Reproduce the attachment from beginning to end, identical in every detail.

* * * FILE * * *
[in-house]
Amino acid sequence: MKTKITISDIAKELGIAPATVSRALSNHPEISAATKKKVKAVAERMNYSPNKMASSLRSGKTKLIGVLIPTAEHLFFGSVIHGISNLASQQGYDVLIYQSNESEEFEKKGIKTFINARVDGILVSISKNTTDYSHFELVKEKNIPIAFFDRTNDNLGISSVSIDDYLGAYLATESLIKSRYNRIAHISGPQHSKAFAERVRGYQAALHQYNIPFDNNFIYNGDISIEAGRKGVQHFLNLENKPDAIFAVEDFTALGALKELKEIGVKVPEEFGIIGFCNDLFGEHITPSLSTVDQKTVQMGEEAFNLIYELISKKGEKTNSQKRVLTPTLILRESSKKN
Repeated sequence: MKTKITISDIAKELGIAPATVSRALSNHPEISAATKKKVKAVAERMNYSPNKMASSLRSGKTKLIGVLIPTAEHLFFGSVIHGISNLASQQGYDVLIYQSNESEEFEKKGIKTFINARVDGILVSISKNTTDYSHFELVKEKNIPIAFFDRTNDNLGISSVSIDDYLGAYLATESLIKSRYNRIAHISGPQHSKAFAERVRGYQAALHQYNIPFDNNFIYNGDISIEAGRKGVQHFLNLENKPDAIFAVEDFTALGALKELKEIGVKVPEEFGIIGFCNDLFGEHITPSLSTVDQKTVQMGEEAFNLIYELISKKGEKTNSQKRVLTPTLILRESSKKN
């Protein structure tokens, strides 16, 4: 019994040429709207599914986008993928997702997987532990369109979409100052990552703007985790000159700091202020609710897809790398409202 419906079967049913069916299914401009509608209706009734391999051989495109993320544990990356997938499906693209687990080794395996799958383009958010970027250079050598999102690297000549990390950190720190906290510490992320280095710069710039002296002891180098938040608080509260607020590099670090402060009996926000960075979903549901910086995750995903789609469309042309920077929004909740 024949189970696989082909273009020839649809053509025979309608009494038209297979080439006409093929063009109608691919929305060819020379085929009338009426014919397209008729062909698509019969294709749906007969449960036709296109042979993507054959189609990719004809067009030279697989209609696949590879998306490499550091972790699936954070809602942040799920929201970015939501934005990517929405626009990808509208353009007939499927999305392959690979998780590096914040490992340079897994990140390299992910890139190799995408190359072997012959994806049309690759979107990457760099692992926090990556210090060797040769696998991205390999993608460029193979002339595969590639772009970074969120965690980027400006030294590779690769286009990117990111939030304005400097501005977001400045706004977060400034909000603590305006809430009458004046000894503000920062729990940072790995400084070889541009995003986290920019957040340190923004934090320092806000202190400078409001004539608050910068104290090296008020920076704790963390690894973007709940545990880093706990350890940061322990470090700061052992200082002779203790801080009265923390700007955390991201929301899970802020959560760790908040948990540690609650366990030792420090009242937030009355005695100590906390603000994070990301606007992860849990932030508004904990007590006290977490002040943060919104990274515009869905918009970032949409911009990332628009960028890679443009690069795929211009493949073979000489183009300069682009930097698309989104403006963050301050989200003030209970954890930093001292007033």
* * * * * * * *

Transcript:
[in-house]
Amino acid sequence: MKTKITISDIAKELGIAPATVSRALSNHPEISAATKKKVKAVAERMNYSPNKMASSLRSGKTKLIGVLIPTAEHLFFGSVIHGISNLASQQGYDVLIYQSNESEEFEKKGIKTFINARVDGILVSISKNTTDYSHFELVKEKNIPIAFFDRTNDNLGISSVSIDDYLGAYLATESLIKSRYNRIAHISGPQHSKAFAERVRGYQAALHQYNIPFDNNFIYNGDISIEAGRKGVQHFLNLENKPDAIFAVEDFTALGALKELKEIGVKVPEEFGIIGFCNDLFGEHITPSLSTVDQKTVQMGEEAFNLIYELISKKGEKTNSQKRVLTPTLILRESSKKN
Repeated sequence: MKTKITISDIAKELGIAPATVSRALSNHPEISAATKKKVKAVAERMNYSPNKMASSLRSGKTKLIGVLIPTAEHLFFGSVIHGISNLASQQGYDVLIYQSNESEEFEKKGIKTFINARVDGILVSISKNTTDYSHFELVKEKNIPIAFFDRTNDNLGISSVSIDDYLGAYLATESLIKSRYNRIAHISGPQHSKAFAERVRGYQAALHQYNIPFDNNFIYNGDISIEAGRKGVQHFLNLENKPDAIFAVEDFTALGALKELKEIGVKVPEEFGIIGFCNDLFGEHITPSLSTVDQKTVQMGEEAFNLIYELISKKGEKTNSQKRVLTPTLILRESSKKN
């Protein structure tokens, strides 16, 4: 019994040429709207599914986008993928997702997987532990369109979409100052990552703007985790000159700091202020609710897809790398409202 419906079967049913069916299914401009509608209706009734391999051989495109993320544990990356997938499906693209687990080794395996799958383009958010970027250079050598999102690297000549990390950190720190906290510490992320280095710069710039002296002891180098938040608080509260607020590099670090402060009996926000960075979903549901910086995750995903789609469309042309920077929004909740 024949189970696989082909273009020839649809053509025979309608009494038209297979080439006409093929063009109608691919929305060819020379085929009338009426014919397209008729062909698509019969294709749906007969449960036709296109042979993507054959189609990719004809067009030279697989209609696949590879998306490499550091972790699936954070809602942040799920929201970015939501934005990517929405626009990808509208353009007939499927999305392959690979998780590096914040490992340079897994990140390299992910890139190799995408190359072997012959994806049309690759979107990457760099692992926090990556210090060797040769696998991205390999993608460029193979002339595969590639772009970074969120965690980027400006030294590779690769286009990117990111939030304005400097501005977001400045706004977060400034909000603590305006809430009458004046000894503000920062729990940072790995400084070889541009995003986290920019957040340190923004934090320092806000202190400078409001004539608050910068104290090296008020920076704790963390690894973007709940545990880093706990350890940061322990470090700061052992200082002779203790801080009265923390700007955390991201929301899970802020959560760790908040948990540690609650366990030792420090009242937030009355005695100590906390603000994070990301606007992860849990932030508004904990007590006290977490002040943060919104990274515009869905918009970032949409911009990332628009960028890679443009690069795929211009493949073979000489183009300069682009930097698309989104403006963050301050989200003030209970954890930093001292007033």